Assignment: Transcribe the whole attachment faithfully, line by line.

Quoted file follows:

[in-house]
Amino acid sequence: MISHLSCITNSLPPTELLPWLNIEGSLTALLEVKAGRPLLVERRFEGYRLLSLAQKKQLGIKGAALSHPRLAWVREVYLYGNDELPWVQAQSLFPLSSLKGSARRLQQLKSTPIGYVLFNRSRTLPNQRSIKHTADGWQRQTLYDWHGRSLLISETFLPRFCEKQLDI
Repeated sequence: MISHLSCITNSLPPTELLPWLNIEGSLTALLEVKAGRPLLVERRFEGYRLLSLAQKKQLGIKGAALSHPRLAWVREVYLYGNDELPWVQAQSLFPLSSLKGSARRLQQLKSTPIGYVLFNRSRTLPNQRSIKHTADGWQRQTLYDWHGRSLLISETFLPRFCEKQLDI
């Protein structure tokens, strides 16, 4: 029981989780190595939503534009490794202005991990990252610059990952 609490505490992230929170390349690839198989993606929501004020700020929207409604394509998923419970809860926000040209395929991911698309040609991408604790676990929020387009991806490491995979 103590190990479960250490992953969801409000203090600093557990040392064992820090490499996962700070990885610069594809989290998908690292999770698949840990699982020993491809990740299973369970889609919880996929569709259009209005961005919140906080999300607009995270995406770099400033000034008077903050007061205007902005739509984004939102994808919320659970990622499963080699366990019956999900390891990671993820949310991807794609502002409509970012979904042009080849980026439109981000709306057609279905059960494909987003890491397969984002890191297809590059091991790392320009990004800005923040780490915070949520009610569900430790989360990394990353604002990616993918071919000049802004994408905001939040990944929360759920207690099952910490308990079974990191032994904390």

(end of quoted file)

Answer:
[in-house]
Amino acid sequence: MISHLSCITNSLPPTELLPWLNIEGSLTALLEVKAGRPLLVERRFEGYRLLSLAQKKQLGIKGAALSHPRLAWVREVYLYGNDELPWVQAQSLFPLSSLKGSARRLQQLKSTPIGYVLFNRSRTLPNQRSIKHTADGWQRQTLYDWHGRSLLISETFLPRFCEKQLDI
Repeated sequence: MISHLSCITNSLPPTELLPWLNIEGSLTALLEVKAGRPLLVERRFEGYRLLSLAQKKQLGIKGAALSHPRLAWVREVYLYGNDELPWVQAQSLFPLSSLKGSARRLQQLKSTPIGYVLFNRSRTLPNQRSIKHTADGWQRQTLYDWHGRSLLISETFLPRFCEKQLDI
């Protein structure tokens, strides 16, 4: 029981989780190595939503534009490794202005991990990252610059990952 609490505490992230929170390349690839198989993606929501004020700020929207409604394509998923419970809860926000040209395929991911698309040609991408604790676990929020387009991806490491995979 103590190990479960250490992953969801409000203090600093557990040392064992820090490499996962700070990885610069594809989290998908690292999770698949840990699982020993491809990740299973369970889609919880996929569709259009209005961005919140906080999300607009995270995406770099400033000034008077903050007061205007902005739509984004939102994808919320659970990622499963080699366990019956999900390891990671993820949310991807794609502002409509970012979904042009080849980026439109981000709306057609279905059960494909987003890491397969984002890191297809590059091991790392320009990004800005923040780490915070949520009610569900430790989360990394990353604002990616993918071919000049802004994408905001939040990944929360759920207690099952910490308990079974990191032994904390």